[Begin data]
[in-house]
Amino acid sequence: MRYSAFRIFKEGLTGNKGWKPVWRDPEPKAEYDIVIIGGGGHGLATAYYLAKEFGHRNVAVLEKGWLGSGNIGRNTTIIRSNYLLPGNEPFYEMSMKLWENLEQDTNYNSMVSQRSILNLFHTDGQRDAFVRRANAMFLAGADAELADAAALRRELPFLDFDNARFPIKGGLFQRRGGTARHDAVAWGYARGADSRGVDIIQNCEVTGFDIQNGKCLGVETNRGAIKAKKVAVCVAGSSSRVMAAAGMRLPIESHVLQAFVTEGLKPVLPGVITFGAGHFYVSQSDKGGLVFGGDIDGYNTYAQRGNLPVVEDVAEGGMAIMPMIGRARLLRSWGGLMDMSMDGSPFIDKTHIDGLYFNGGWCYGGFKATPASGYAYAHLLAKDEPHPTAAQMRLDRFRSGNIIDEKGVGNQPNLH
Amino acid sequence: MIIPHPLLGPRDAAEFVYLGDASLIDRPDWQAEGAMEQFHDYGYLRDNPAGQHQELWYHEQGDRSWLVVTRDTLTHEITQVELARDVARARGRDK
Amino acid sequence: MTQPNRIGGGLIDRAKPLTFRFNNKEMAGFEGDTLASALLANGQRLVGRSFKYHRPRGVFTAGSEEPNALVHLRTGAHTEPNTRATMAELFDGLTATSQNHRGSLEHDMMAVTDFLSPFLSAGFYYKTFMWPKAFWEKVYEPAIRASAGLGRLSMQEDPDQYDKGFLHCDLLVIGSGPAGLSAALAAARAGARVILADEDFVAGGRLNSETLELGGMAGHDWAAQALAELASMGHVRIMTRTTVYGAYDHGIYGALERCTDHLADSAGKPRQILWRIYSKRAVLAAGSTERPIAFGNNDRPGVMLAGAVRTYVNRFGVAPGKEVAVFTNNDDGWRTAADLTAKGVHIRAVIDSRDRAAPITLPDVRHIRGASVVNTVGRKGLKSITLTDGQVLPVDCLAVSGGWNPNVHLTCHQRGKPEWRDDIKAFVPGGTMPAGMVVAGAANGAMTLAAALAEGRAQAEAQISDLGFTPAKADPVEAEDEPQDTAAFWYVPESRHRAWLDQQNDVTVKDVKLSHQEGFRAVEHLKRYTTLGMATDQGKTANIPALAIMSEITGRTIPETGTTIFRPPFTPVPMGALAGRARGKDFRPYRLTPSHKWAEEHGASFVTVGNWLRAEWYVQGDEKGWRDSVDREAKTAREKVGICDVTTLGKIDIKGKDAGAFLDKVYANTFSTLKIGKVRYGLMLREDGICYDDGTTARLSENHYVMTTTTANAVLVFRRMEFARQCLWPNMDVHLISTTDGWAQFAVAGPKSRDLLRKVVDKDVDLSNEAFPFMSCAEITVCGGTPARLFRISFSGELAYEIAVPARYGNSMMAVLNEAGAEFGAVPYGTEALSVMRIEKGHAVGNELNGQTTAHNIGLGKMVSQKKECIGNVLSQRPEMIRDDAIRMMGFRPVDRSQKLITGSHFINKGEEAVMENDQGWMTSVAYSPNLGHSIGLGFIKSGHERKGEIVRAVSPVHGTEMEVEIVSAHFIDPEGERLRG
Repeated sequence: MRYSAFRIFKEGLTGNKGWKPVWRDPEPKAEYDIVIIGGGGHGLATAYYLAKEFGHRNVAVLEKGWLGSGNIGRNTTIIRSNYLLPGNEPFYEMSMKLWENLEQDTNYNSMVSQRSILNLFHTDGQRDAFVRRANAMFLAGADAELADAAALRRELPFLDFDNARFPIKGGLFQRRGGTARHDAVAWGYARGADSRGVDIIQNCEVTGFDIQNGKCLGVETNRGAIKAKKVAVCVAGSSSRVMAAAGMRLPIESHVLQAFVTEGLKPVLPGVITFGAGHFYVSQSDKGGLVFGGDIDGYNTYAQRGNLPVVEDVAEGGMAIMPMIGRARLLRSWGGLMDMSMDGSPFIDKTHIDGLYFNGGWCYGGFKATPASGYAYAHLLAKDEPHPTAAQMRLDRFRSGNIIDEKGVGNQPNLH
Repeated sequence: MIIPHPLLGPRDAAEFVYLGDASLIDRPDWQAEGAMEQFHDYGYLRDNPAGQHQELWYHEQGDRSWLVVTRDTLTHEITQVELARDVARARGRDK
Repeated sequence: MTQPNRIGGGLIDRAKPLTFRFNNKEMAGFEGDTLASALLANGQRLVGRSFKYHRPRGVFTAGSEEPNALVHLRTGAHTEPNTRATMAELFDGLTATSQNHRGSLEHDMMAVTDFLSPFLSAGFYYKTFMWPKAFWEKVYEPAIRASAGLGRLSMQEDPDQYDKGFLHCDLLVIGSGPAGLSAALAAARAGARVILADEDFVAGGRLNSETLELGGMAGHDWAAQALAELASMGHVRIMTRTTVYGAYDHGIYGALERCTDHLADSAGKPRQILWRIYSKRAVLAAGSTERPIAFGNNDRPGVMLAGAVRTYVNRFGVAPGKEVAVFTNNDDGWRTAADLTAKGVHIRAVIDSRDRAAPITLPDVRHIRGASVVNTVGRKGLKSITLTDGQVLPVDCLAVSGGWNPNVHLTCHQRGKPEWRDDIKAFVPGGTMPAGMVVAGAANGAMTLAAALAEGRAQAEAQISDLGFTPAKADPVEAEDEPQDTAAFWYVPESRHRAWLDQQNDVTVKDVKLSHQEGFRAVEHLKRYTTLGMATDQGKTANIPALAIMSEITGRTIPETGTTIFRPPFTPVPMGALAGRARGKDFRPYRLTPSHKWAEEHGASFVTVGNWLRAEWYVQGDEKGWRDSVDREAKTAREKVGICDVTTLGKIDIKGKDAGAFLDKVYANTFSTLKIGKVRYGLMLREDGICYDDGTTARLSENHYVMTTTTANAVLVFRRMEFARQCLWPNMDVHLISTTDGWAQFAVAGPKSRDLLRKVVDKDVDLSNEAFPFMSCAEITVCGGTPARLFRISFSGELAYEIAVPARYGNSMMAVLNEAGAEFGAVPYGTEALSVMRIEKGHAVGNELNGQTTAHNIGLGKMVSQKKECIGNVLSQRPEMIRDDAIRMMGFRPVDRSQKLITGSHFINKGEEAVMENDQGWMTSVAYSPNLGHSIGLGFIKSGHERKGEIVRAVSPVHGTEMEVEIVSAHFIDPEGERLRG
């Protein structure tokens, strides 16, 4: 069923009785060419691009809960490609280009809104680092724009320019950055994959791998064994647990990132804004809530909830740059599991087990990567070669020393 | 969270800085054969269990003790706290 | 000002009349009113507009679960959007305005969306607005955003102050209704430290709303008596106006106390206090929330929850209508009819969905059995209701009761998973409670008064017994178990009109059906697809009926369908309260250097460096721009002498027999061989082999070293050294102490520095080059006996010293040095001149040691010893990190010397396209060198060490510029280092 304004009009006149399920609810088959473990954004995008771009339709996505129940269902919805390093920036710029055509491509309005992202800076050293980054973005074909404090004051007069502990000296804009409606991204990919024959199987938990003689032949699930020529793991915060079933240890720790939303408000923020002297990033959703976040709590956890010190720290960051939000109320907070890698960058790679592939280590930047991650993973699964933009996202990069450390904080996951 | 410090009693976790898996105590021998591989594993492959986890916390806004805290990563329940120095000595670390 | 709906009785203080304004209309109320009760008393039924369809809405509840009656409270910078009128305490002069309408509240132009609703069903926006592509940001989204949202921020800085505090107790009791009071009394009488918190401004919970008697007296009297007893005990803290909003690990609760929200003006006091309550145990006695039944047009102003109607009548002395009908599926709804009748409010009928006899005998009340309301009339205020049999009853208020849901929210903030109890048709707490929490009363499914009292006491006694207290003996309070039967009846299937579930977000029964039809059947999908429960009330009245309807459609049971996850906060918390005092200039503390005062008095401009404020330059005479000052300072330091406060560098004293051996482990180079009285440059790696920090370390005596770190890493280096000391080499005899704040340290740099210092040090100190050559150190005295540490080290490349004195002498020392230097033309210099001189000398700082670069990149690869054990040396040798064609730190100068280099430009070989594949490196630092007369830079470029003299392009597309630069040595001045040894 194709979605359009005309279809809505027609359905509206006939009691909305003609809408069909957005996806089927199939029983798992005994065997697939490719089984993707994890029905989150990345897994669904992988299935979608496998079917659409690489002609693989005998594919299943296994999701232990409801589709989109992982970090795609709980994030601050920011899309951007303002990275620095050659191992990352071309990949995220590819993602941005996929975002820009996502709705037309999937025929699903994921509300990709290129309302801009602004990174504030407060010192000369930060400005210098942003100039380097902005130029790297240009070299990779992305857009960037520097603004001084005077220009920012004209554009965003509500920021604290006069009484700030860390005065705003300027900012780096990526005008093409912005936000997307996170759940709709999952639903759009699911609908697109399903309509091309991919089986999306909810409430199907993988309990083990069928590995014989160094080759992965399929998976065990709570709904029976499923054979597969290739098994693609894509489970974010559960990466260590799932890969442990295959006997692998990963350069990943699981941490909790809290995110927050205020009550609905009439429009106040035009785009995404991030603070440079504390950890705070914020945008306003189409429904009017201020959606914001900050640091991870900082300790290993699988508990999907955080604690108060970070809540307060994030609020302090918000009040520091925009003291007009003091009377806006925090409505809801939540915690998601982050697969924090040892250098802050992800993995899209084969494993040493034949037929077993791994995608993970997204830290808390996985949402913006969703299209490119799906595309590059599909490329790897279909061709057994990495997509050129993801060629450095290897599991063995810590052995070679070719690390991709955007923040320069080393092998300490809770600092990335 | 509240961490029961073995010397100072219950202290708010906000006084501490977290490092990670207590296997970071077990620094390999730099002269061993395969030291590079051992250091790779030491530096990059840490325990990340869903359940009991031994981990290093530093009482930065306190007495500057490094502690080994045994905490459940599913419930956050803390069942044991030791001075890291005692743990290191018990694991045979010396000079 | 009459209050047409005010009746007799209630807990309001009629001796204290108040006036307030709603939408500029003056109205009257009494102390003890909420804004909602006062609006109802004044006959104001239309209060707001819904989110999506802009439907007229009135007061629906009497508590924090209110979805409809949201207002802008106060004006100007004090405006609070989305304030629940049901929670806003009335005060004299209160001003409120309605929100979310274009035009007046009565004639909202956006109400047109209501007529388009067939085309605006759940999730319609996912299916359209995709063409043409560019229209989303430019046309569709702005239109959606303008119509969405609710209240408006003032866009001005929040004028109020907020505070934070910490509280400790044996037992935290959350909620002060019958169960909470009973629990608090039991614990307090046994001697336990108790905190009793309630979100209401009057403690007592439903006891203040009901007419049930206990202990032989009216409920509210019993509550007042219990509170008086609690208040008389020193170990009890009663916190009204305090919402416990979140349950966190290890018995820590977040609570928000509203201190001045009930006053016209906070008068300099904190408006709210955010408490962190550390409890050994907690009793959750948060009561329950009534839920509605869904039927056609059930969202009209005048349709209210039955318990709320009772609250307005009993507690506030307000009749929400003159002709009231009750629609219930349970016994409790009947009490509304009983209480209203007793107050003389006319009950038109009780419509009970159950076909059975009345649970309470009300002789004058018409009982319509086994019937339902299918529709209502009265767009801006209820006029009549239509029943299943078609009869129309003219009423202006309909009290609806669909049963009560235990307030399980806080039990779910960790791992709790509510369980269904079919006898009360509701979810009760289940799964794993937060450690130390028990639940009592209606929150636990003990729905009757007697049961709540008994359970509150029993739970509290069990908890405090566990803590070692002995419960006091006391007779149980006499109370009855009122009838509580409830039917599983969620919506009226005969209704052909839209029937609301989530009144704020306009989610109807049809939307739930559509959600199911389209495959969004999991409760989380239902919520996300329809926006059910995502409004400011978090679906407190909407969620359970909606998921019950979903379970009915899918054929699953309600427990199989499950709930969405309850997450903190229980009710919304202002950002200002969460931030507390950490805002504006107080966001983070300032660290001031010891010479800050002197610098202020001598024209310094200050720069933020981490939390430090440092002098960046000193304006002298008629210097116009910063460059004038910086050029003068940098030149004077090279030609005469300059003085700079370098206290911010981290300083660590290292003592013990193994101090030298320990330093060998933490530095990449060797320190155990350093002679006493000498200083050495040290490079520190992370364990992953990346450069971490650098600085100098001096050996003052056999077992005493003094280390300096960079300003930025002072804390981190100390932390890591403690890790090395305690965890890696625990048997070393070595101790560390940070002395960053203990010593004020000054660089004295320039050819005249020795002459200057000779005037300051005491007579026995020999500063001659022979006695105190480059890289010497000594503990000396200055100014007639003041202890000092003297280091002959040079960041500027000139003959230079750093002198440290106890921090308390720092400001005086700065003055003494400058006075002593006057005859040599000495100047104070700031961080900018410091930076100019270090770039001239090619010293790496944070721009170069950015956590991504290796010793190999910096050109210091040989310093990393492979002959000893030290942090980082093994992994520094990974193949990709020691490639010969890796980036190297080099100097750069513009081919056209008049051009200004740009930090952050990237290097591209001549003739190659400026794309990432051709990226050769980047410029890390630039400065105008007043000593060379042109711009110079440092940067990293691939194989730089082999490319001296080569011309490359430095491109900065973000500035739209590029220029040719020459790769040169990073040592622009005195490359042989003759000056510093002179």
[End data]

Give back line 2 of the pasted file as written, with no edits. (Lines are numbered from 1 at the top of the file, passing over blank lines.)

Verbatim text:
Amino acid sequence: MRYSAFRIFKEGLTGNKGWKPVWRDPEPKAEYDIVIIGGGGHGLATAYYLAKEFGHRNVAVLEKGWLGSGNIGRNTTIIRSNYLLPGNEPFYEMSMKLWENLEQDTNYNSMVSQRSILNLFHTDGQRDAFVRRANAMFLAGADAELADAAALRRELPFLDFDNARFPIKGGLFQRRGGTARHDAVAWGYARGADSRGVDIIQNCEVTGFDIQNGKCLGVETNRGAIKAKKVAVCVAGSSSRVMAAAGMRLPIESHVLQAFVTEGLKPVLPGVITFGAGHFYVSQSDKGGLVFGGDIDGYNTYAQRGNLPVVEDVAEGGMAIMPMIGRARLLRSWGGLMDMSMDGSPFIDKTHIDGLYFNGGWCYGGFKATPASGYAYAHLLAKDEPHPTAAQMRLDRFRSGNIIDEKGVGNQPNLH